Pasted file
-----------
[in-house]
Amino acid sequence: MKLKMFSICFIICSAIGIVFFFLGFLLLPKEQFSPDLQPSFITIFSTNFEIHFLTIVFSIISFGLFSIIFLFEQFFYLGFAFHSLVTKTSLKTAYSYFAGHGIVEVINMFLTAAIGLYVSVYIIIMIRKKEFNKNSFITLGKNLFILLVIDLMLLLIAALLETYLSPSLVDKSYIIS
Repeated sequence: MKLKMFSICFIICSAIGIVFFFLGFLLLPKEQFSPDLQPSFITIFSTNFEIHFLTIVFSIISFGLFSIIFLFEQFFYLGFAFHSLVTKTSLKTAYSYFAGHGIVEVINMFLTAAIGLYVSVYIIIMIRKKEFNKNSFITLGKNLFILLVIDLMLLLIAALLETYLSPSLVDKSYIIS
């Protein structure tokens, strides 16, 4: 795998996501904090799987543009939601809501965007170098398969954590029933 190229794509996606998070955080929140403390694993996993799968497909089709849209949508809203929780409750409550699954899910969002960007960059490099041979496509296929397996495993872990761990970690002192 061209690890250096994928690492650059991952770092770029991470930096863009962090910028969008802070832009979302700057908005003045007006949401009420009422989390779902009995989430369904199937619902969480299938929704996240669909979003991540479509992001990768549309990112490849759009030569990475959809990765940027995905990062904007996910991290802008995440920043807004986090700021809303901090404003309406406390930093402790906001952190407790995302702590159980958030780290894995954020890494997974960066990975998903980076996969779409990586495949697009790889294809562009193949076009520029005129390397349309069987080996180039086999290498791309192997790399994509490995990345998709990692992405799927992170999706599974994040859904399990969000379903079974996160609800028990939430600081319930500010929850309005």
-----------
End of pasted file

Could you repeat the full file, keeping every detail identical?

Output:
[in-house]
Amino acid sequence: MKLKMFSICFIICSAIGIVFFFLGFLLLPKEQFSPDLQPSFITIFSTNFEIHFLTIVFSIISFGLFSIIFLFEQFFYLGFAFHSLVTKTSLKTAYSYFAGHGIVEVINMFLTAAIGLYVSVYIIIMIRKKEFNKNSFITLGKNLFILLVIDLMLLLIAALLETYLSPSLVDKSYIIS
Repeated sequence: MKLKMFSICFIICSAIGIVFFFLGFLLLPKEQFSPDLQPSFITIFSTNFEIHFLTIVFSIISFGLFSIIFLFEQFFYLGFAFHSLVTKTSLKTAYSYFAGHGIVEVINMFLTAAIGLYVSVYIIIMIRKKEFNKNSFITLGKNLFILLVIDLMLLLIAALLETYLSPSLVDKSYIIS
């Protein structure tokens, strides 16, 4: 795998996501904090799987543009939601809501965007170098398969954590029933 190229794509996606998070955080929140403390694993996993799968497909089709849209949508809203929780409750409550699954899910969002960007960059490099041979496509296929397996495993872990761990970690002192 061209690890250096994928690492650059991952770092770029991470930096863009962090910028969008802070832009979302700057908005003045007006949401009420009422989390779902009995989430369904199937619902969480299938929704996240669909979003991540479509992001990768549309990112490849759009030569990475959809990765940027995905990062904007996910991290802008995440920043807004986090700021809303901090404003309406406390930093402790906001952190407790995302702590159980958030780290894995954020890494997974960066990975998903980076996969779409990586495949697009790889294809562009193949076009520029005129390397349309069987080996180039086999290498791309192997790399994509490995990345998709990692992405799927992170999706599974994040859904399990969000379903079974996160609800028990939430600081319930500010929850309005």